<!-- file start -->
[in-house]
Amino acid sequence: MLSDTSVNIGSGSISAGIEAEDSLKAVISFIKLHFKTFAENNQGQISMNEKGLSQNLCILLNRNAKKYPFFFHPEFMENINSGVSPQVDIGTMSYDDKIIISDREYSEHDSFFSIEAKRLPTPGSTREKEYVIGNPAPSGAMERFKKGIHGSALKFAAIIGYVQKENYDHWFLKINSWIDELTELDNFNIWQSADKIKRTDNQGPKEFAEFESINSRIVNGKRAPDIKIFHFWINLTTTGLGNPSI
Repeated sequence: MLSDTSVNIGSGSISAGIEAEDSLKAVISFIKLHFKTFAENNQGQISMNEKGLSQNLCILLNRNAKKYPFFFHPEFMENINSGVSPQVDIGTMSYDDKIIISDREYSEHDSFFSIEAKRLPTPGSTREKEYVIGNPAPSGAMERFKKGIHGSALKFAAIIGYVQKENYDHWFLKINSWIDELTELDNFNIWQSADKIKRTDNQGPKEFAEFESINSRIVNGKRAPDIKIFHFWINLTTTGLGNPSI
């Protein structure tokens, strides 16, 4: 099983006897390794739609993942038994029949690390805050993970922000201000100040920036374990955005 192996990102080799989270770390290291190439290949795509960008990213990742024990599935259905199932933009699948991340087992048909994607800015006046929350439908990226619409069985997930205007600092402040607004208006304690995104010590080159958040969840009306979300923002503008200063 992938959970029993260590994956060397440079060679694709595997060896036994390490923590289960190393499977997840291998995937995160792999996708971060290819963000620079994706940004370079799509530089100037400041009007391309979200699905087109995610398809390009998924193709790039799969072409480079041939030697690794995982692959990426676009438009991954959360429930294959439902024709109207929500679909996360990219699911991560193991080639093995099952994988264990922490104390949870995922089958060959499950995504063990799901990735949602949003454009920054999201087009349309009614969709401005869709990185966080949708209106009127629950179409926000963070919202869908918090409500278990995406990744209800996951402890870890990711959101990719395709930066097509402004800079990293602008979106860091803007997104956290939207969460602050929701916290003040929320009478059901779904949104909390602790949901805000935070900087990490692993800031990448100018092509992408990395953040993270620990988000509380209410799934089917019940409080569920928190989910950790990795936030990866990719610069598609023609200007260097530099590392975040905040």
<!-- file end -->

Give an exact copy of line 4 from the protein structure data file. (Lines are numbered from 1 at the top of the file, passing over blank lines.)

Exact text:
């Protein structure tokens, strides 16, 4: 099983006897390794739609993942038994029949690390805050993970922000201000100040920036374990955005 192996990102080799989270770390290291190439290949795509960008990213990742024990599935259905199932933009699948991340087992048909994607800015006046929350439908990226619409069985997930205007600092402040607004208006304690995104010590080159958040969840009306979300923002503008200063 992938959970029993260590994956060397440079060679694709595997060896036994390490923590289960190393499977997840291998995937995160792999996708971060290819963000620079994706940004370079799509530089100037400041009007391309979200699905087109995610398809390009998924193709790039799969072409480079041939030697690794995982692959990426676009438009991954959360429930294959439902024709109207929500679909996360990219699911991560193991080639093995099952994988264990922490104390949870995922089958060959499950995504063990799901990735949602949003454009920054999201087009349309009614969709401005869709990185966080949708209106009127629950179409926000963070919202869908918090409500278990995406990744209800996951402890870890990711959101990719395709930066097509402004800079990293602008979106860091803007997104956290939207969460602050929701916290003040929320009478059901779904949104909390602790949901805000935070900087990490692993800031990448100018092509992408990395953040993270620990988000509380209410799934089917019940409080569920928190989910950790990795936030990866990719610069598609023609200007260097530099590392975040905040």